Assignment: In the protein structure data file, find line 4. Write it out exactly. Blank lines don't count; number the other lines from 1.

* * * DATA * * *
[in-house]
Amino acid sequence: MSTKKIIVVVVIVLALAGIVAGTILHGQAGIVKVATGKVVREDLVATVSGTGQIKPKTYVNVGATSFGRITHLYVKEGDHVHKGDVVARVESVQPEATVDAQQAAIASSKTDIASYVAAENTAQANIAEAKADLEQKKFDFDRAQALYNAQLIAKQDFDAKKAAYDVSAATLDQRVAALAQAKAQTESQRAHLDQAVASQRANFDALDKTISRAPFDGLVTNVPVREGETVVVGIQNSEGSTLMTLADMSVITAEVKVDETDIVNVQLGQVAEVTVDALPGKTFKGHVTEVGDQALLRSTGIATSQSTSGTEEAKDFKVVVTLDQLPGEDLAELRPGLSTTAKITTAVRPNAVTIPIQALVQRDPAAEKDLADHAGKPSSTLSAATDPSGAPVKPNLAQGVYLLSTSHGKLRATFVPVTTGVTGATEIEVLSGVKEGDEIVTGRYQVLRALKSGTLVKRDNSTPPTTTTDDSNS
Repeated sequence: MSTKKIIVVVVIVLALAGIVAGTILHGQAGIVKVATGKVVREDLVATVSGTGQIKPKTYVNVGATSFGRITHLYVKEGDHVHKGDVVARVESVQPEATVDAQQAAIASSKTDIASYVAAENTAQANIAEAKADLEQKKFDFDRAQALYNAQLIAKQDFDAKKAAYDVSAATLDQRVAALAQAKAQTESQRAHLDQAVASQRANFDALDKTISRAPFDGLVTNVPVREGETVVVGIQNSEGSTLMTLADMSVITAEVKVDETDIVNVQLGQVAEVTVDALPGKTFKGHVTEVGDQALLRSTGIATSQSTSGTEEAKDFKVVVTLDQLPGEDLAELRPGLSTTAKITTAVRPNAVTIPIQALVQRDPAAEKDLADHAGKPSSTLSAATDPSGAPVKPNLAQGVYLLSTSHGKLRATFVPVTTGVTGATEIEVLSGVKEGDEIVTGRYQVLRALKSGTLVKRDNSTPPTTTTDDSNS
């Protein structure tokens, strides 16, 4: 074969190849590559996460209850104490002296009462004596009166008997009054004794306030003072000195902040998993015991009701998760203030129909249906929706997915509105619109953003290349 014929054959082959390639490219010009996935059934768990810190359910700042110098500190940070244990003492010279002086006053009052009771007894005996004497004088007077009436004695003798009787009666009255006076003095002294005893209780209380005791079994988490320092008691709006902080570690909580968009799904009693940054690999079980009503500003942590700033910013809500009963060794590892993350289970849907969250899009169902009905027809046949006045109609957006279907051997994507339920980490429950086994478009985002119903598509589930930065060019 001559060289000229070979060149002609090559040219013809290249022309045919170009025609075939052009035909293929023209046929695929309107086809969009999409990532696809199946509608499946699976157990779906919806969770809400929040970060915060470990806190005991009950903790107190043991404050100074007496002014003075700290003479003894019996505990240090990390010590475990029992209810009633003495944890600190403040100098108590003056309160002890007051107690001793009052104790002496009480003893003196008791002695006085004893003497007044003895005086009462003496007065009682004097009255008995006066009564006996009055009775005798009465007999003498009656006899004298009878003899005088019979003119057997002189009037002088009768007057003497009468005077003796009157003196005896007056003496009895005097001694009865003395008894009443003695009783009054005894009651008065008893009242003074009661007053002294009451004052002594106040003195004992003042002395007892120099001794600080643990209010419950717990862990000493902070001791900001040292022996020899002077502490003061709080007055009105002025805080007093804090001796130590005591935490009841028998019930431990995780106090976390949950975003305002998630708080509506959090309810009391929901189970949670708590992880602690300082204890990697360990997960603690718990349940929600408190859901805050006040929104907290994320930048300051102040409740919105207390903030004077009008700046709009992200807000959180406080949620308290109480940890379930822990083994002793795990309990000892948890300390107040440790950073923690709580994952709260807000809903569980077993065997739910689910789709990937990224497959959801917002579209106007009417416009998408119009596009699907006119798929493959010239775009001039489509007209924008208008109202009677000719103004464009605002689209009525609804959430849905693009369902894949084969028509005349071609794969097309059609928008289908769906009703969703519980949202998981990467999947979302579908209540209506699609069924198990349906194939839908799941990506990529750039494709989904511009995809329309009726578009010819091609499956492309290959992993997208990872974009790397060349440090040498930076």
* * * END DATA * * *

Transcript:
């Protein structure tokens, strides 16, 4: 074969190849590559996460209850104490002296009462004596009166008997009054004794306030003072000195902040998993015991009701998760203030129909249906929706997915509105619109953003290349 014929054959082959390639490219010009996935059934768990810190359910700042110098500190940070244990003492010279002086006053009052009771007894005996004497004088007077009436004695003798009787009666009255006076003095002294005893209780209380005791079994988490320092008691709006902080570690909580968009799904009693940054690999079980009503500003942590700033910013809500009963060794590892993350289970849907969250899009169902009905027809046949006045109609957006279907051997994507339920980490429950086994478009985002119903598509589930930065060019 001559060289000229070979060149002609090559040219013809290249022309045919170009025609075939052009035909293929023209046929695929309107086809969009999409990532696809199946509608499946699976157990779906919806969770809400929040970060915060470990806190005991009950903790107190043991404050100074007496002014003075700290003479003894019996505990240090990390010590475990029992209810009633003495944890600190403040100098108590003056309160002890007051107690001793009052104790002496009480003893003196008791002695006085004893003497007044003895005086009462003496007065009682004097009255008995006066009564006996009055009775005798009465007999003498009656006899004298009878003899005088019979003119057997002189009037002088009768007057003497009468005077003796009157003196005896007056003496009895005097001694009865003395008894009443003695009783009054005894009651008065008893009242003074009661007053002294009451004052002594106040003195004992003042002395007892120099001794600080643990209010419950717990862990000493902070001791900001040292022996020899002077502490003061709080007055009105002025805080007093804090001796130590005591935490009841028998019930431990995780106090976390949950975003305002998630708080509506959090309810009391929901189970949670708590992880602690300082204890990697360990997960603690718990349940929600408190859901805050006040929104907290994320930048300051102040409740919105207390903030004077009008700046709009992200807000959180406080949620308290109480940890379930822990083994002793795990309990000892948890300390107040440790950073923690709580994952709260807000809903569980077993065997739910689910789709990937990224497959959801917002579209106007009417416009998408119009596009699907006119798929493959010239775009001039489509007209924008208008109202009677000719103004464009605002689209009525609804959430849905693009369902894949084969028509005349071609794969097309059609928008289908769906009703969703519980949202998981990467999947979302579908209540209506699609069924198990349906194939839908799941990506990529750039494709989904511009995809329309009726578009010819091609499956492309290959992993997208990872974009790397060349440090040498930076």